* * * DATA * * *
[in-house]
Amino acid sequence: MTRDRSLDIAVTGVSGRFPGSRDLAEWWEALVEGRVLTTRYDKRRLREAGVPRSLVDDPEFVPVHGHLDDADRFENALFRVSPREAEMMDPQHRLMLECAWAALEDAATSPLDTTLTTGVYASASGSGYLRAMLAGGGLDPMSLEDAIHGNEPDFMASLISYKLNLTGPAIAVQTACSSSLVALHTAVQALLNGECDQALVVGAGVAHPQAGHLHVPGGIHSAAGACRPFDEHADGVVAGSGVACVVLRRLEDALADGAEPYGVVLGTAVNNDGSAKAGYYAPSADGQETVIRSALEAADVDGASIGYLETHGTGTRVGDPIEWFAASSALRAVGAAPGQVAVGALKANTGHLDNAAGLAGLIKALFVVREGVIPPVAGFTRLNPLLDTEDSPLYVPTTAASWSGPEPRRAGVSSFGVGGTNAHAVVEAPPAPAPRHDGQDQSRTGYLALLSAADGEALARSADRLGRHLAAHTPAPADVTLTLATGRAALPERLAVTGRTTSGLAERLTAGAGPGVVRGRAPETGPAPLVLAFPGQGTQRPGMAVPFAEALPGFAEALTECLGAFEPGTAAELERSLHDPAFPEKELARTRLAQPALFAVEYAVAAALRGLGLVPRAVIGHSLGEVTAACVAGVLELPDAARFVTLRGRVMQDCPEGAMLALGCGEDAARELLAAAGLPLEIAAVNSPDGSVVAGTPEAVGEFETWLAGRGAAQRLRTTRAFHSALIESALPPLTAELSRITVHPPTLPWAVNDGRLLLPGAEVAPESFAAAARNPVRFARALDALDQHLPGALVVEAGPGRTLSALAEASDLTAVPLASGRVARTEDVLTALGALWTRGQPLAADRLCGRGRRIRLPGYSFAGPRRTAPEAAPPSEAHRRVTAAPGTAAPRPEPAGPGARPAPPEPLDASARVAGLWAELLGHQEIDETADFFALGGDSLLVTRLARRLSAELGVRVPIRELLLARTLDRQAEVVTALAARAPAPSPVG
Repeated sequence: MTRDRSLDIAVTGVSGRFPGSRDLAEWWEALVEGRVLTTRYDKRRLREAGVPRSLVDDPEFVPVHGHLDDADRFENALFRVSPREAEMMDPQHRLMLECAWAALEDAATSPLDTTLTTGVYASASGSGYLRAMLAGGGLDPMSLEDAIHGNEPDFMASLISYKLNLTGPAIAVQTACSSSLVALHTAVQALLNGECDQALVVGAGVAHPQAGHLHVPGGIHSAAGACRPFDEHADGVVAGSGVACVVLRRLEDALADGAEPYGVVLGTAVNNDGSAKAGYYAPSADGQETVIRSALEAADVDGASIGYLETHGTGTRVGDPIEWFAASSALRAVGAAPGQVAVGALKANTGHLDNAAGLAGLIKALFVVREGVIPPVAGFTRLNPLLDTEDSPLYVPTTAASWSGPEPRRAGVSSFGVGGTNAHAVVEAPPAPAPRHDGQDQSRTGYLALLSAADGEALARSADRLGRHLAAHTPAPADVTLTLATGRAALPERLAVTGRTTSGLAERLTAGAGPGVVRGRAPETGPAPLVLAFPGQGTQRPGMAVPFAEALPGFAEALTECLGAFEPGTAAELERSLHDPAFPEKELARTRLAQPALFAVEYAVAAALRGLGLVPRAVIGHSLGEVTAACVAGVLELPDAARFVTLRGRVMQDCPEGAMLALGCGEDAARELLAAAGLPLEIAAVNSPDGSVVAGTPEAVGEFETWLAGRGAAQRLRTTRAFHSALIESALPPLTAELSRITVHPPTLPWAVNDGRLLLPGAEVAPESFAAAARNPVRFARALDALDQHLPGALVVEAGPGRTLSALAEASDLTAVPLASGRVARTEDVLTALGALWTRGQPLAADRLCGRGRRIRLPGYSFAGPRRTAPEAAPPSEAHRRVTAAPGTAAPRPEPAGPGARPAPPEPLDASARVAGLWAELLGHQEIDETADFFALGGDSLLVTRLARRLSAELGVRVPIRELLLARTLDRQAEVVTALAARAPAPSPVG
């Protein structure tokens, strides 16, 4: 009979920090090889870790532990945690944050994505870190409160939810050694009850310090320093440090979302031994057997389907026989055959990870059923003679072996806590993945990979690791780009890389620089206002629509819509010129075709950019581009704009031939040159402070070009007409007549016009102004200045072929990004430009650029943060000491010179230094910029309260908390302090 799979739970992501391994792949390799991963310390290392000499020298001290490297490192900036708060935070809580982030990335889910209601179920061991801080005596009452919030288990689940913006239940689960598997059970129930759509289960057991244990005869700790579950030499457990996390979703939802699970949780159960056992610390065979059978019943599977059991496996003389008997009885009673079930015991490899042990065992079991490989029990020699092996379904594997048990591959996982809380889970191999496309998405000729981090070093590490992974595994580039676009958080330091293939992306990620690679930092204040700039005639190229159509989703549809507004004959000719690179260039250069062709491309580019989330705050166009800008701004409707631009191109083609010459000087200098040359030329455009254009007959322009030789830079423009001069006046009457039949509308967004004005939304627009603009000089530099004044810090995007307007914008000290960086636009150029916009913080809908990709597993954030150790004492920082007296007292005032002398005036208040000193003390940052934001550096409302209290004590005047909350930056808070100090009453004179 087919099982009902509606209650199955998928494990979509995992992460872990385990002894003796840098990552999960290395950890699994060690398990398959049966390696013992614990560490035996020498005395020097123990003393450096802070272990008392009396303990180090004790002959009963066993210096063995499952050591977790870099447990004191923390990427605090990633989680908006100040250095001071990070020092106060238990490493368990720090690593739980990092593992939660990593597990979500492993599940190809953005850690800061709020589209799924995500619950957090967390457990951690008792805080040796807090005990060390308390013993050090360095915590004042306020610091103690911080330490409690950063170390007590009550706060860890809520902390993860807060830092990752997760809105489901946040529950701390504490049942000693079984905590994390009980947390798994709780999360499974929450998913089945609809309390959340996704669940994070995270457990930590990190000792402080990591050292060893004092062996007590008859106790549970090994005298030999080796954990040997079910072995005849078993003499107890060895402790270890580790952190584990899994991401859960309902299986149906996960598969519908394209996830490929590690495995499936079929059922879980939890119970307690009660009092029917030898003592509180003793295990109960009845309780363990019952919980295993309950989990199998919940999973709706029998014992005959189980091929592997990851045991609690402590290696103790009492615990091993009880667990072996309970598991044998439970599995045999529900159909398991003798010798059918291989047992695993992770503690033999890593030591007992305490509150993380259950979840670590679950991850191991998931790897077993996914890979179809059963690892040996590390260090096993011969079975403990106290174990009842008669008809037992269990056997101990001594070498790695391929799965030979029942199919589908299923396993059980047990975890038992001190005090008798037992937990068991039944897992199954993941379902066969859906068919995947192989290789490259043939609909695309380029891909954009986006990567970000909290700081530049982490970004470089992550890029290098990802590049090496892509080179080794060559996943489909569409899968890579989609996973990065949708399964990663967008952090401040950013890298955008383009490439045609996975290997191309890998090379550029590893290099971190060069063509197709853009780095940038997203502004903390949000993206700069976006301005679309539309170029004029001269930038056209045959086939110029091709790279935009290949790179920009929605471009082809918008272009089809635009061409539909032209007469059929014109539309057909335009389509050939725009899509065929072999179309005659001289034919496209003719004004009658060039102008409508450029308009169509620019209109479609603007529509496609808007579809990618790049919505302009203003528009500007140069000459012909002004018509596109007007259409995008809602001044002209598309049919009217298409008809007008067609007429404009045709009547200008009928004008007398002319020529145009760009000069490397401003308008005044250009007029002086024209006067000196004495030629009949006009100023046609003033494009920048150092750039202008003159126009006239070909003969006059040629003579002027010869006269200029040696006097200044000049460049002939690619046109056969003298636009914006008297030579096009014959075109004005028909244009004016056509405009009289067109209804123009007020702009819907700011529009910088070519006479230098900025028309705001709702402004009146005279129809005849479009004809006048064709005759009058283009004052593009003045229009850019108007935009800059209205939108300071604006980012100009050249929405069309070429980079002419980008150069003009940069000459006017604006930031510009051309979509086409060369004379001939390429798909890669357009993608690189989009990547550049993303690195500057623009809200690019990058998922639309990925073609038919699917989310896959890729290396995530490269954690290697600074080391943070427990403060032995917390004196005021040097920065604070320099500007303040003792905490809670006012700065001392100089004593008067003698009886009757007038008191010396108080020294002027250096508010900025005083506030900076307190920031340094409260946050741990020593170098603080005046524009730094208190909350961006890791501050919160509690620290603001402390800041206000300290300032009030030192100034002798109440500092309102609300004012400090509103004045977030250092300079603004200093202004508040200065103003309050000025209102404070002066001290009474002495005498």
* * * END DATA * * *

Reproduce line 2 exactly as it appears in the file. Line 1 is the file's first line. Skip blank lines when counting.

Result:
Amino acid sequence: MTRDRSLDIAVTGVSGRFPGSRDLAEWWEALVEGRVLTTRYDKRRLREAGVPRSLVDDPEFVPVHGHLDDADRFENALFRVSPREAEMMDPQHRLMLECAWAALEDAATSPLDTTLTTGVYASASGSGYLRAMLAGGGLDPMSLEDAIHGNEPDFMASLISYKLNLTGPAIAVQTACSSSLVALHTAVQALLNGECDQALVVGAGVAHPQAGHLHVPGGIHSAAGACRPFDEHADGVVAGSGVACVVLRRLEDALADGAEPYGVVLGTAVNNDGSAKAGYYAPSADGQETVIRSALEAADVDGASIGYLETHGTGTRVGDPIEWFAASSALRAVGAAPGQVAVGALKANTGHLDNAAGLAGLIKALFVVREGVIPPVAGFTRLNPLLDTEDSPLYVPTTAASWSGPEPRRAGVSSFGVGGTNAHAVVEAPPAPAPRHDGQDQSRTGYLALLSAADGEALARSADRLGRHLAAHTPAPADVTLTLATGRAALPERLAVTGRTTSGLAERLTAGAGPGVVRGRAPETGPAPLVLAFPGQGTQRPGMAVPFAEALPGFAEALTECLGAFEPGTAAELERSLHDPAFPEKELARTRLAQPALFAVEYAVAAALRGLGLVPRAVIGHSLGEVTAACVAGVLELPDAARFVTLRGRVMQDCPEGAMLALGCGEDAARELLAAAGLPLEIAAVNSPDGSVVAGTPEAVGEFETWLAGRGAAQRLRTTRAFHSALIESALPPLTAELSRITVHPPTLPWAVNDGRLLLPGAEVAPESFAAAARNPVRFARALDALDQHLPGALVVEAGPGRTLSALAEASDLTAVPLASGRVARTEDVLTALGALWTRGQPLAADRLCGRGRRIRLPGYSFAGPRRTAPEAAPPSEAHRRVTAAPGTAAPRPEPAGPGARPAPPEPLDASARVAGLWAELLGHQEIDETADFFALGGDSLLVTRLARRLSAELGVRVPIRELLLARTLDRQAEVVTALAARAPAPSPVG